This is the hugely anticipated follow-up to ‘I Don’t Know How She Does It’, the international bestselling novel that was recently adapted into a movie. 'How Hard Can It Be?' sees the return of Kate Reddy, but several years on from the previous novel, as she counts down the days till her 50th birthday. It is once again a bitter-sweet exploration of the challenges of trying to juggle a demanding career with running a family, of parent-child relationships, of the physical and emotional changes a body goes through at that point in one’s life, and ultimately of a marriage in crisis.
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The story introduces themes that are initially grounded in reality, and with plausible characters. Emily’s story is very well conveyed, for instance. However, as the story progresses, we are introduced to several improbable scenarios, especially how the conclusion neatly wraps up many of the story threads. For example, it is strange how a professional business-woman and economics wizard like Kate could be so out-of-tune with the pitfalls of social media, and technology in general. Plus, how does a father with a wife and 2 kids to support, and a household to run, get away with deciding he will not work or earn money for 2 years, plus simultaneously pay what would be thousands to attend a counselling course and retain, not to mention receiving professional therapy (more costs), AND spending £5000+ to spruce up his bike??? And to add insult to injury, have an extra-marital affair while he’s at it. And at no point do we see Kate actually sit him down and discuss how unacceptable this is - she just takes on the burden of playing ‘superwoman’ once more with little resistance. There isn’t even the expected showdown after her husband’s shenanigans come to light. Of course, by then Kate is in the arms of Jack Abelhammer, and her husband’s actions provide the excuse needed to divorce and pave the way clear to make her relationship with Jack official. And therein lies another truth ... wasn’t Kate already married when her initial romance with Jack happened? And now she is having an affair – again – behind her husband’s back (even though unbeknownst to Kate, her husband is, too)? Despicable.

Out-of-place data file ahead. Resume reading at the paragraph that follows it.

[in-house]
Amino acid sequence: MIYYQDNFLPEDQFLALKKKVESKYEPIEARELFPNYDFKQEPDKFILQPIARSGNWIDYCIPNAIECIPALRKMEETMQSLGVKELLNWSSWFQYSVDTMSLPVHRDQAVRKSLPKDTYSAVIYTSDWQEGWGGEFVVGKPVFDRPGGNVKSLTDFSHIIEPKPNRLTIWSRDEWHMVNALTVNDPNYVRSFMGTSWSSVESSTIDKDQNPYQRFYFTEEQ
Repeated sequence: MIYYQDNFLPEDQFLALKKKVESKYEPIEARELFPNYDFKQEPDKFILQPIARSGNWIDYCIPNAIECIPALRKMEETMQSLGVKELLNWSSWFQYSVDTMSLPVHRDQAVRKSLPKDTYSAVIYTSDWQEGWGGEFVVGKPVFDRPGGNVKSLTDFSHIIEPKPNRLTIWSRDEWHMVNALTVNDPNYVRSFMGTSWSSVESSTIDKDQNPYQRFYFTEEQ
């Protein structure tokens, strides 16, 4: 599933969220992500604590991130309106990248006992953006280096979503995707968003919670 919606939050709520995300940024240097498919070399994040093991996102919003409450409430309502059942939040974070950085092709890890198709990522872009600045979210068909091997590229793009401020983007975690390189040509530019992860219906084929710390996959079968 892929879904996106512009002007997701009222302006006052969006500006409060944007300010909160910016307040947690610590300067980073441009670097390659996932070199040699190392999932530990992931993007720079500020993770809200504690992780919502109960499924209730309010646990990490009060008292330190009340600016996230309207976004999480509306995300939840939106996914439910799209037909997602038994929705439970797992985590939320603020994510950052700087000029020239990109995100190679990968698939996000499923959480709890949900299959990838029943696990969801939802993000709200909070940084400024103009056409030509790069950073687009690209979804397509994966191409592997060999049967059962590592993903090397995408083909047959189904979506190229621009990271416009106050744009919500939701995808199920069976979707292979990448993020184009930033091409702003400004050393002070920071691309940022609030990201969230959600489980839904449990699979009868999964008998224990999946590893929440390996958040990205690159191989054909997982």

Having said that, this is still an extremely well-crafted, effervescent, modern day family escapade. It is infused with dry humour and irony. Despite the serious issues covered, the tone is generally light-hearted, the dialogue aerated, and it's more than your average 'romantic/family/coming-of-age comedy drama'. It may not be a literary masterpiece in the conventional sense, but it there’s enough happening to keep you reading to the end. Fans of ‘I Don’t Know How She Does It’ will find this just as engaging.